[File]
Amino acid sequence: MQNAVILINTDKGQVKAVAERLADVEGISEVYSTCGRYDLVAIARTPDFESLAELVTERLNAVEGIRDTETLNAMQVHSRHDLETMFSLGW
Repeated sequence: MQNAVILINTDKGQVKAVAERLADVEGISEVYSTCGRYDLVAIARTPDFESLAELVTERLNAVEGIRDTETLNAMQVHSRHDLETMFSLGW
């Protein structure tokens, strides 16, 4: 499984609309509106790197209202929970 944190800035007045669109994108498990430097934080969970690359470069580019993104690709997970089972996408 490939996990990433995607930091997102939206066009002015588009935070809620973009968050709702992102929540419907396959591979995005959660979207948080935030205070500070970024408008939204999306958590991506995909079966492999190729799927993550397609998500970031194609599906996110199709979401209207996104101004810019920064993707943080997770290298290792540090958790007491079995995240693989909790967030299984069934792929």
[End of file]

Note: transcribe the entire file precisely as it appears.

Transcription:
Amino acid sequence: MQNAVILINTDKGQVKAVAERLADVEGISEVYSTCGRYDLVAIARTPDFESLAELVTERLNAVEGIRDTETLNAMQVHSRHDLETMFSLGW
Repeated sequence: MQNAVILINTDKGQVKAVAERLADVEGISEVYSTCGRYDLVAIARTPDFESLAELVTERLNAVEGIRDTETLNAMQVHSRHDLETMFSLGW
């Protein structure tokens, strides 16, 4: 499984609309509106790197209202929970 944190800035007045669109994108498990430097934080969970690359470069580019993104690709997970089972996408 490939996990990433995607930091997102939206066009002015588009935070809620973009968050709702992102929540419907396959591979995005959660979207948080935030205070500070970024408008939204999306958590991506995909079966492999190729799927993550397609998500970031194609599906996110199709979401209207996104101004810019920064993707943080997770290298290792540090958790007491079995995240693989909790967030299984069934792929």